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Garbage Island in the Pacific Ocean

Garbage Island in the Pacific Ocean

There are tons of plastic bags, bottles, and other waste floating in the North Pacific. The large scrapheap of the Pacific Ocean covers an area of hundreds of kilometers in the northern part of the ocean where are a floating area of garbage. The plastic that humans use ends up in the oceans. The problem of this marine garbage has only recently received public attention after it has been widely covered in the media.

The great scrapheap of the Pacific Ocean was formed when the currents collect floating waste and spin everything into the northern subtropical vortex of the Pacific Ocean. This is one of the few major ocean eddies in the world. Finally, the rubbish flows into the confluence zones connecting the eastern and western rubbish layers, which together form the so-called Garbage Island.

Materials

This scrapheap is sometimes called the Garbage Island, but that is not the correct name. Everything is much more complicated. If it were a collection of rubbish in one place, it could simply be eliminated. It is more of a garbage galaxy with billions of tiny garbage islets that can be either underwater or stretched for many kilometers. It is therefore very difficult to decide how to clean them up, as the actual size of that scrapheap in the ocean has not yet been studied, and it is speculated that it may be as large as France. Thus, the predictions about the size of the ocean scrapheap are highly contradictory, as it is not one large mass. It is made up of many separate waste piles.

Although that ocean scrapheap has been very little studied, a major part of it is made of plastic. This is the biggest problem. Unlike other rubbish, plastic is not biodegradable. Microbes that break down organic materials do not recognize plastic as food, as a result, it is left untouched. Sunlight eventually breaks down the plastic polymer interfaces, reducing the plastic to smaller and smaller pieces, but that only makes the problem worse as plastic does not break down, it just becomes microscopic particles that can be eaten by tiny marine organisms at the bottom of the food chain.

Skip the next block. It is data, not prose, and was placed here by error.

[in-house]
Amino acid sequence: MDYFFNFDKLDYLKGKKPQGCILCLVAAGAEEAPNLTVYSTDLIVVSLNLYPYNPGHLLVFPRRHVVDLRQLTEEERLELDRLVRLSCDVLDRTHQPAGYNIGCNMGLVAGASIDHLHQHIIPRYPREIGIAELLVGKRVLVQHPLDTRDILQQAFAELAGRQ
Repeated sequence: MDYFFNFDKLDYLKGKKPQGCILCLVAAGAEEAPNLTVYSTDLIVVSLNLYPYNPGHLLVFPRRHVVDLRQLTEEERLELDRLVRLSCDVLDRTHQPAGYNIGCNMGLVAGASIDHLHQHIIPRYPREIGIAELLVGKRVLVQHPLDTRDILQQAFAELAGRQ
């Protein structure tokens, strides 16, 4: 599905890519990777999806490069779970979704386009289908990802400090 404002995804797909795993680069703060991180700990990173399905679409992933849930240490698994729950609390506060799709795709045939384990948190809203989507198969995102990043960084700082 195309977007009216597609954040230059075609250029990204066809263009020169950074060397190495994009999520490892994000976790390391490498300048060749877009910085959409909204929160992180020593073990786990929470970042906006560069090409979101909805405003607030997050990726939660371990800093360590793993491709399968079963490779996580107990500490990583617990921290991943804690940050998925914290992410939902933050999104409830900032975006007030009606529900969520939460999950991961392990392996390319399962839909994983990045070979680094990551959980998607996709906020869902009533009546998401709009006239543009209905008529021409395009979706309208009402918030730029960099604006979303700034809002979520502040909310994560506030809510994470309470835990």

What Can We Do?

Charles Moore, the captain who was the first to notice the Garbage Island, once said that if we tried to clean it up, we would go bankrupt. And the captain was right. In fact, it is very difficult to try to clean this mess. In any case, the US National Oceanic and Atmospheric Administration conducts exploratory flights over this landfill and sends ships to analyze waste and water samples. After a scientific expedition to this ocean dump in 2009, scientists were shocked. They saw large and small pieces of rubbish and a huge underwater mist from light-scattered plastic flakes, and now they are examining the samples brought back to find out how the plastic affects the marine environment.

What Can We Do?
What Can We Do??

Meanwhile, another team of scientists is trying to find a way to recycle or turn the wasted plastic into fuel. They intend to find out the connection between plastic waste on the mainland and plastic waste at sea. If the study is going to be successful, a lot of questions would be answered. In general, plastic recycling and the use of biodegradable materials would be the best solution for pollution control.